The (Not-So) Lonely Traveler

· Discovering the benefits of traveling alone ·

Stockholm, the first city I ever traveled to alone. I never once felt unsafe in the friendly, beautiful Scandinavian city.

While one of the best things about traveling is sharing your experiences with others, traveling alone can also be very rewarding. There’s no stress over whether or not everyone will get what they want out of the trip and you have no one to consider but yourself.

Solo travel may seem scary at first, but once you’ve done it once or twice, you may come to decide you prefer it over traveling with others. There is something exciting, encouraging and engaging about exploring somewhere new on your own. The entire itinerary is yours. That itinerary can change on your own whim, no discussions or mutual decisions to come to. You can eat where and when you want, only spend money on things you want to spend money on and spend as much or as little time at sights as you please. Sometimes it’s a wonder people travel in groups at all!

Not only do you get to make all the decisions, there is also more opportunity for a more enriching experience. You’re more likely to make friends at a hostel than if you already have friends. You’ll be more aware of your surroundings and be able to connect with the country you’re visiting in a different way.

Of course, the decision whether or not to travel alone is intensely personal. There are many factors to consider as you decide whether or not to travel alone, but don’t let fear be one of them. Here are our top tips for traveling alone.

Choose somewhere safe for solo travelers

Stockholm: a safe, friendly, beautiful city to travel alone – even in the rain!

Especially on your first trip alone, try to choose a country or city known for being friendly and safe. Travel + Leisure has a great list of places for female travellers to head to alone. Consider what language they speak, the size of the city, their reputation on safety, and their attitude towards outsiders. My first trip somewhere alone was to Stockholm, Sweden. The Scandinavian countries – Sweden, Norway, Denmark, and Finland – are fairly safe bets as their laws and culture foster a safe environment. Trending destination Iceland is also known for being friendly to solo travellers while maller cities like Amsterdam and Dublin make for accessible and welcoming destinations. All of these cities are full of people who speak English, are welcoming to visitors, and have generally safe reputations. They’re amazing places to immerse yourself and make friends, too.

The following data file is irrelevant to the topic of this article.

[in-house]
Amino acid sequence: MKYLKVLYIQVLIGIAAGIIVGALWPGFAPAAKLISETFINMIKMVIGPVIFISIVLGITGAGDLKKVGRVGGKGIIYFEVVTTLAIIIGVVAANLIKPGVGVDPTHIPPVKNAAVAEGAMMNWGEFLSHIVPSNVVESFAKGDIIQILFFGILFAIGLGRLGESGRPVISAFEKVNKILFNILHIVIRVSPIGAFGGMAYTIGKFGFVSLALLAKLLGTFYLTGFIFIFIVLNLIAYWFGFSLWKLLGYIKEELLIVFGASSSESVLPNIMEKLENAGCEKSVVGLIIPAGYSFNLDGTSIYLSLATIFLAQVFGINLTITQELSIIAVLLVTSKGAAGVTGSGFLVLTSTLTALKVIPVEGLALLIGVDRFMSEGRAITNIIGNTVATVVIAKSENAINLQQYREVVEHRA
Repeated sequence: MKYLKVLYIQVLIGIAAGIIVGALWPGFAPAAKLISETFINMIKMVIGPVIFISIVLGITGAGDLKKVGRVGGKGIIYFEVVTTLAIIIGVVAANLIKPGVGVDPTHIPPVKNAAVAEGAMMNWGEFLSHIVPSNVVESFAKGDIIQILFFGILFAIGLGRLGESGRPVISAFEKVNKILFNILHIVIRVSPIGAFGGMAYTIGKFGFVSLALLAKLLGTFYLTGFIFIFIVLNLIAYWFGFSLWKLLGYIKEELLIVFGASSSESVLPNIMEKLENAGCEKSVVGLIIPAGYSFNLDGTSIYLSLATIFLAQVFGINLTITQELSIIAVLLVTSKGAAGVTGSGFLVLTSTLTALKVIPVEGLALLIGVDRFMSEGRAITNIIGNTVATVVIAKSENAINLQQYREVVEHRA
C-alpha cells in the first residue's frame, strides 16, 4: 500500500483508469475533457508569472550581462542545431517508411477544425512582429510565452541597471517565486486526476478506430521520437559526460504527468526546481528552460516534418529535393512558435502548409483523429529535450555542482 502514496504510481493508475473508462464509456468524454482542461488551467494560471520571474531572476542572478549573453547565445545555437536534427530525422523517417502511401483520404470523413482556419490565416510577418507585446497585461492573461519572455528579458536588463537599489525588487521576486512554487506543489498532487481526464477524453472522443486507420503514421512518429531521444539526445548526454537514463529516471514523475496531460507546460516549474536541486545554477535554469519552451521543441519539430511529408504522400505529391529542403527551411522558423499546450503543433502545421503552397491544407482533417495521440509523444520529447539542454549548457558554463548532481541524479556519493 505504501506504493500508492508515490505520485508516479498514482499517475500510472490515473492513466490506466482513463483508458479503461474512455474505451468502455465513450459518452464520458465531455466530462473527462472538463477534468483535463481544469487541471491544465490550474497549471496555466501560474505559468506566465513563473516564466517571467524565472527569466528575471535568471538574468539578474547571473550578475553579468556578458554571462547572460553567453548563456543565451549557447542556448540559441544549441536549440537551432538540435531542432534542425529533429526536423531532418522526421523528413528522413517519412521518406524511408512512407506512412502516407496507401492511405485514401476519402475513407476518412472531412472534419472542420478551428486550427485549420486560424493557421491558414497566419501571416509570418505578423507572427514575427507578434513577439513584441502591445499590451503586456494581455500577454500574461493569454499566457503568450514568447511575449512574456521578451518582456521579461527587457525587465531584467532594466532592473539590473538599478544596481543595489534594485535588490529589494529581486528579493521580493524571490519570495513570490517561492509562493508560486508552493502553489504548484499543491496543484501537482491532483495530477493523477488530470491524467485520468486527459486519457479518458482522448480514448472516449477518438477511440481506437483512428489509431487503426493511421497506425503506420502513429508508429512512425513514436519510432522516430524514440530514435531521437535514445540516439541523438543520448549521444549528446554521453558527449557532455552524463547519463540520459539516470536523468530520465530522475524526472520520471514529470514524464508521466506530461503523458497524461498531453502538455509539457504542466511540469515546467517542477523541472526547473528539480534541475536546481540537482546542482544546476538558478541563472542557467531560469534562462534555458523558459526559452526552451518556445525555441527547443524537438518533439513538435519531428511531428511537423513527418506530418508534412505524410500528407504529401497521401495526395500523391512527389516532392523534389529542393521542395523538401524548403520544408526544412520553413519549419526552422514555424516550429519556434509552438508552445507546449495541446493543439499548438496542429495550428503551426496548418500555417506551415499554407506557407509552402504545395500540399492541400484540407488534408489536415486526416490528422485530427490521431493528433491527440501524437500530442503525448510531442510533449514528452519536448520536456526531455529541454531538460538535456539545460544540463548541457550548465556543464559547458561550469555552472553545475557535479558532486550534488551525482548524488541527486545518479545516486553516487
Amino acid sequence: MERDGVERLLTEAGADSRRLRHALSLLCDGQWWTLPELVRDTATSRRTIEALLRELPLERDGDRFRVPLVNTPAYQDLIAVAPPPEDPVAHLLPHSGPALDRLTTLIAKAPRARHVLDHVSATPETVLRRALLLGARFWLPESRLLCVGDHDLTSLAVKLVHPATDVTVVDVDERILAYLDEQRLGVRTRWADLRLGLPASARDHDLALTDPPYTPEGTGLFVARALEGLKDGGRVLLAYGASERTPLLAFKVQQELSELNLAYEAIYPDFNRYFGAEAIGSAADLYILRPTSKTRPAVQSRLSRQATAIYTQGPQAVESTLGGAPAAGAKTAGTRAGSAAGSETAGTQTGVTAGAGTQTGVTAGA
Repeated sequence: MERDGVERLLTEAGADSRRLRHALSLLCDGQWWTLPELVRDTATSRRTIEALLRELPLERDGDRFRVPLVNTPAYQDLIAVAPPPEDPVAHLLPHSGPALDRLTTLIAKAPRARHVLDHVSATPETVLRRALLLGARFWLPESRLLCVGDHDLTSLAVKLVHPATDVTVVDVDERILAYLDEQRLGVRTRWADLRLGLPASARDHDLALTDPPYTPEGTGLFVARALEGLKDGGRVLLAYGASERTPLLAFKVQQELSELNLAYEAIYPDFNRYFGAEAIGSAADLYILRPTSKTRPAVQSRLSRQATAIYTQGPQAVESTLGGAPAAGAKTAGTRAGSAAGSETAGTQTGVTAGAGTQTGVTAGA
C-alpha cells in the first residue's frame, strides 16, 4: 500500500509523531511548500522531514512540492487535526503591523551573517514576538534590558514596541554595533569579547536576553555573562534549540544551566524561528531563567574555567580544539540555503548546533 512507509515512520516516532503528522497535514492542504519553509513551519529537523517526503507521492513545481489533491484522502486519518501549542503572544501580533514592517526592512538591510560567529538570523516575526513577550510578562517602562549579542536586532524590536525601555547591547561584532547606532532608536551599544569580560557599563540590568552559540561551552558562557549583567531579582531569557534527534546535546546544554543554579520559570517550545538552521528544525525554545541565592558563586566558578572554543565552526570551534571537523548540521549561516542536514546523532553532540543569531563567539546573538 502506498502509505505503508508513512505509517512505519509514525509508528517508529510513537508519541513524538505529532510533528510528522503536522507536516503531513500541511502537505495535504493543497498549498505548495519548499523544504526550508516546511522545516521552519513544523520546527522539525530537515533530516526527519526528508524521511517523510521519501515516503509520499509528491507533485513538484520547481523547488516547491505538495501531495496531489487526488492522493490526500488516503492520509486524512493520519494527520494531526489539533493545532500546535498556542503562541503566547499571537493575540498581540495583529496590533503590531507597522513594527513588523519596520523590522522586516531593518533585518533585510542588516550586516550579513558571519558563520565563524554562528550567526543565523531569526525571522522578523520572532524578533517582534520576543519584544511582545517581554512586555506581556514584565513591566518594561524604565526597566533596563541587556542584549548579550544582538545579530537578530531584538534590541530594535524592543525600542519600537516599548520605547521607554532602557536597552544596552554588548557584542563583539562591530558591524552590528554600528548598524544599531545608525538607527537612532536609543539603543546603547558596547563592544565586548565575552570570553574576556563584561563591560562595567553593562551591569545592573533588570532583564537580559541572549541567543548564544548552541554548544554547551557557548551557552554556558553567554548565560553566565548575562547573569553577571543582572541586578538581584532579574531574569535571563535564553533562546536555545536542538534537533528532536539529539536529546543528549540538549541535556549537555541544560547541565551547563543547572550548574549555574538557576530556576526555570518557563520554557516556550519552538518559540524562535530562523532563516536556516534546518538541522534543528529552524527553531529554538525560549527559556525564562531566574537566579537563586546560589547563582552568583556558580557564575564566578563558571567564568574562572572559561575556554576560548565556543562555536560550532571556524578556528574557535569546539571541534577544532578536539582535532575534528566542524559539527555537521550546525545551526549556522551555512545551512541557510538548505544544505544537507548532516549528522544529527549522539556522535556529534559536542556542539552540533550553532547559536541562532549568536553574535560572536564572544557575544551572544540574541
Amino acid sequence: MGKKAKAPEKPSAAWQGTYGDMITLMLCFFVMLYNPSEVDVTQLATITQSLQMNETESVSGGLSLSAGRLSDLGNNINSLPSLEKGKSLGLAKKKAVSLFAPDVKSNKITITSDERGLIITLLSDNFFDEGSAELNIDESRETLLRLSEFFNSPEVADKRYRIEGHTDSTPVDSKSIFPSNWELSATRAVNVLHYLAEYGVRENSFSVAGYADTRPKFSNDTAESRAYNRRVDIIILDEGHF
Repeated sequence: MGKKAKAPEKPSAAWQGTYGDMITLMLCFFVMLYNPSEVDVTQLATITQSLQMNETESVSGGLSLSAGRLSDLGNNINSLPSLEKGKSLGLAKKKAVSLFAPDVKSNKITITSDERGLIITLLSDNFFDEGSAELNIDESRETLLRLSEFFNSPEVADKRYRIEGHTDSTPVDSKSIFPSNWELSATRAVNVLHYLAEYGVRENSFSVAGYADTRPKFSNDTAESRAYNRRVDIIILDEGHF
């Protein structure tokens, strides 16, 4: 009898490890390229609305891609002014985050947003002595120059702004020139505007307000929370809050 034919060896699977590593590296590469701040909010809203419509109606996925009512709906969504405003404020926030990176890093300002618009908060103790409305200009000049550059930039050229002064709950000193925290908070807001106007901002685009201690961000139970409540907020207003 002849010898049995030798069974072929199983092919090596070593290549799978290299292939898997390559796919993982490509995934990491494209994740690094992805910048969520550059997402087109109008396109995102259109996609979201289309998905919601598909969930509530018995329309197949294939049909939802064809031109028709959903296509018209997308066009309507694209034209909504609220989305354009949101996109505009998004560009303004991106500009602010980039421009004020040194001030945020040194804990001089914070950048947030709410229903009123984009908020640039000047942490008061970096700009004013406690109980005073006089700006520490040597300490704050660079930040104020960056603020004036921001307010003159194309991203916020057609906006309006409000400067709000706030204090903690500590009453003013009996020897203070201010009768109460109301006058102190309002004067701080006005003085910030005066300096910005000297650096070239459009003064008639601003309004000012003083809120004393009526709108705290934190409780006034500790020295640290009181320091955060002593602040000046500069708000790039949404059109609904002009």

Do some planning beforehand

Best do at least some planning to guide your trip. Image via Dribble

While there’s nothing better than wandering a new place, discovering sights as you go along, as a solo traveller it is beneficial to have a bit of a plan before heading out. This helps you avoid aimless wandering and ensures that you get the most of your time.

That being said, don’t be afraid to let the city and its inhabitants change those plans. Meeting new people and following their recommendations can provide you with a unique experience that no one else can have. Embrace a little spontaneity, but start with a basis of a plan – it’s safer that way.